See the presentation at http://www.youtube.com/watch?v=cx8vU1t3tTk .

1867 Society Executive Coucil members present check to Undergraduate Library.

Members of the 1867 Society Executive Council present a check to the Head of the Undergraduate Library.

From left to right: Tori Frobish (Vice President of Donor Relations, 1867 Society), Caroline Cvetkovic (Vice President of Campus Relations, 1867 Society), Benjamin (B.J.) Frobish (President, 1867 Society), and Lori Mestre (Head, Undergraduate Library)

Do you have a story you’d like added to the Library News & Events? If so, please contact Heather Murphy ( hmurphy@illinois.edu ).

Black Studies Volumes Available

Abdul Alkalimat, a professor with a joint appointment in African American Studies and Library and Information Science at the University of Illinois at Urbana-Champaign, is leading a project which aims to document the history of Black Studies programs in Illinois (and beyond) by means of archival research and interviews with program leaders.  So far, the Illinois Documentary History of Black Studies project has yielded four volumes of case studies, which are available now at the University’s Library.

The volumes consist of documentary case histories from Loyola University Chicago, Northwestern University, South Suburban Community College, and the University of Illinois Springfield.  Professor Alkalimat envisions working with faculty and grad students, including some librarians and archivists, at campuses across the country, and plans on having 15 volumes in place before the end of the year. His ultimate goal is to have volumes from at least 25 campuses in Illinois and close to 200 campuses nationwide.

“Our focus is on how to re-value the actual founders of Black Studies–campus by campus.  In order to liberate this history, we must go into the libraries and archives and return to the source,” said Professor Alkalimat.  “A large enough sample of detailed case studies will firmly anchor this field of study in the kind of data required to sustain serious scholarship.”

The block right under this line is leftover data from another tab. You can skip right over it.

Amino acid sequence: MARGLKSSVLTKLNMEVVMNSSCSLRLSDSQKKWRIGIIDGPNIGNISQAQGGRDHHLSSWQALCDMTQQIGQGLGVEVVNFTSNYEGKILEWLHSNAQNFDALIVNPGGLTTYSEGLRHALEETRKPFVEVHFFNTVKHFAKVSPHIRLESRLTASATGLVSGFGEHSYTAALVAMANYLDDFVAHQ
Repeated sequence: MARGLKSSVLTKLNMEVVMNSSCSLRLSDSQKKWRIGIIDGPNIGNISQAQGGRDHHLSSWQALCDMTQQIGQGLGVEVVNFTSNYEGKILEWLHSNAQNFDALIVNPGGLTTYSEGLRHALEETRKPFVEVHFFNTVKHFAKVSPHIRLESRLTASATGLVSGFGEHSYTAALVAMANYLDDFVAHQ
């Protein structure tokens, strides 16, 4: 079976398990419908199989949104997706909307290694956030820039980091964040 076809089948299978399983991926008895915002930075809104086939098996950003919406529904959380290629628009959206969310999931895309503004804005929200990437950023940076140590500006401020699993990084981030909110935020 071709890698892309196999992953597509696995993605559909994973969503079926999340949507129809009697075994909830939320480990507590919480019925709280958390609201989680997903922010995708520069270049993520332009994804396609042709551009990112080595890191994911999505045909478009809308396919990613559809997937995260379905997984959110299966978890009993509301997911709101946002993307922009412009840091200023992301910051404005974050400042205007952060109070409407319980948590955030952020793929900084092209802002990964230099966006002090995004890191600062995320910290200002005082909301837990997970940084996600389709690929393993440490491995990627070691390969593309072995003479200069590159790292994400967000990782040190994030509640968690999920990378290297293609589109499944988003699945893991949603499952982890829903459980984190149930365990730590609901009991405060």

The four volumes reside in hard copy in the African American Research Center of the University’s History, Philosophy and Newspaper Library .  In addition, the bound volumes are located in the Vivian Harsh Collection at the Chicago Public Library .  Each participating institution will also house its own volume.

The Illinois Documentary History of Black Studies is available in digital form at www.ideals.illinois.edu/handle/2142/14912 via the Illinois Digital Environment for Access to Learning and Scholarship (IDEALS) repository.  IDEALS collects, disseminates, and provides persistent and reliable access to the research and scholarship of University of Illinois at Urbana-Champaign faculty, staff, and students.  Although central to the University of Illinois, anyone can access and benefit from IDEALS collections and services.

The Illinois Documentary History of Black Studies is presented to the University Library.

The four Illinois Documentary History of Black Studies volumes were presented to the University Library on March 30, 2010.

Front row: Ph.D. students Tony Laing and Jonathan Hamilton
Back row: Associate Professor Sarah Shreeves, Associate Professor Sue Searing, Associate Professor Thomas Weissinger, and Professor Abdul Alkalimat
Not pictured: Ph.D. students Ruth Hoffman and Marie-Edith LeNoble

Do you have a story you’d like added to the Library News & Events? If so, please contact Heather Murphy ( hmurphy@illinois.edu ).

New Catalog Interface Coming 6/1

Effective June 1, 2010, the Library’s I-Share Union Catalog — the catalog that enables you to search the collections belonging to the University of Illinois and 74 other academic libraries around the state — will have a new user interface and a new look.  The new joint I-Share catalog interface is based on a system called VuFind.   The URL for the new catalog interface is https://vufind.carli.illinois.edu/all/vf/ .